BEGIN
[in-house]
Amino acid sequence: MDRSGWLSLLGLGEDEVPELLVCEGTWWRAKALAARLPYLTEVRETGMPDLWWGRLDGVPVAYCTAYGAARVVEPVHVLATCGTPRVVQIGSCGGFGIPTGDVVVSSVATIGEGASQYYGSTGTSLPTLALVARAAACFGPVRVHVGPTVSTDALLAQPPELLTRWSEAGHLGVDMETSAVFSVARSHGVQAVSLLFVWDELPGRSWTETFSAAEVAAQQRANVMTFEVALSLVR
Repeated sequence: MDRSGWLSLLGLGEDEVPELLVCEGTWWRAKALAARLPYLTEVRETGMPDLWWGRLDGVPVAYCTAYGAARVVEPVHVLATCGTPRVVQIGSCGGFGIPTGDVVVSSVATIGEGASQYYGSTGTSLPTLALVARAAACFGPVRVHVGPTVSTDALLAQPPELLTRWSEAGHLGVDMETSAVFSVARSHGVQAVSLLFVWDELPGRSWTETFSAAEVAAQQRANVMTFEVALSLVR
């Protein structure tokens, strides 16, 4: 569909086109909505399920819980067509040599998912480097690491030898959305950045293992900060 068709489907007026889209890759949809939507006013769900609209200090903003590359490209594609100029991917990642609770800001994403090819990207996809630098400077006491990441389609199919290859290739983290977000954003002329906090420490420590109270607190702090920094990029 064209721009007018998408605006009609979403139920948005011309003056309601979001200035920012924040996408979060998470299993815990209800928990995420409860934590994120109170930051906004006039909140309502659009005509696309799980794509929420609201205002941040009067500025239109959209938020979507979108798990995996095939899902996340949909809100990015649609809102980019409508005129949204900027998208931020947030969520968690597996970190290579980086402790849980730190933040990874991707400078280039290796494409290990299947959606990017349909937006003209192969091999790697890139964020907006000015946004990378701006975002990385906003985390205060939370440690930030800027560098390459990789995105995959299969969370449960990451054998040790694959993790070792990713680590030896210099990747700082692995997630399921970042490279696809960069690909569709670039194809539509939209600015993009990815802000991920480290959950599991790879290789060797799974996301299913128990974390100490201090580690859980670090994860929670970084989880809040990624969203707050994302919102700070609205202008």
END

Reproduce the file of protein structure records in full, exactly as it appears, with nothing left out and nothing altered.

[in-house]
Amino acid sequence: MDRSGWLSLLGLGEDEVPELLVCEGTWWRAKALAARLPYLTEVRETGMPDLWWGRLDGVPVAYCTAYGAARVVEPVHVLATCGTPRVVQIGSCGGFGIPTGDVVVSSVATIGEGASQYYGSTGTSLPTLALVARAAACFGPVRVHVGPTVSTDALLAQPPELLTRWSEAGHLGVDMETSAVFSVARSHGVQAVSLLFVWDELPGRSWTETFSAAEVAAQQRANVMTFEVALSLVR
Repeated sequence: MDRSGWLSLLGLGEDEVPELLVCEGTWWRAKALAARLPYLTEVRETGMPDLWWGRLDGVPVAYCTAYGAARVVEPVHVLATCGTPRVVQIGSCGGFGIPTGDVVVSSVATIGEGASQYYGSTGTSLPTLALVARAAACFGPVRVHVGPTVSTDALLAQPPELLTRWSEAGHLGVDMETSAVFSVARSHGVQAVSLLFVWDELPGRSWTETFSAAEVAAQQRANVMTFEVALSLVR
């Protein structure tokens, strides 16, 4: 569909086109909505399920819980067509040599998912480097690491030898959305950045293992900060 068709489907007026889209890759949809939507006013769900609209200090903003590359490209594609100029991917990642609770800001994403090819990207996809630098400077006491990441389609199919290859290739983290977000954003002329906090420490420590109270607190702090920094990029 064209721009007018998408605006009609979403139920948005011309003056309601979001200035920012924040996408979060998470299993815990209800928990995420409860934590994120109170930051906004006039909140309502659009005509696309799980794509929420609201205002941040009067500025239109959209938020979507979108798990995996095939899902996340949909809100990015649609809102980019409508005129949204900027998208931020947030969520968690597996970190290579980086402790849980730190933040990874991707400078280039290796494409290990299947959606990017349909937006003209192969091999790697890139964020907006000015946004990378701006975002990385906003985390205060939370440690930030800027560098390459990789995105995959299969969370449960990451054998040790694959993790070792990713680590030896210099990747700082692995997630399921970042490279696809960069690909569709670039194809539509939209600015993009990815802000991920480290959950599991790879290789060797799974996301299913128990974390100490201090580690859980670090994860929670970084989880809040990624969203707050994302919102700070609205202008």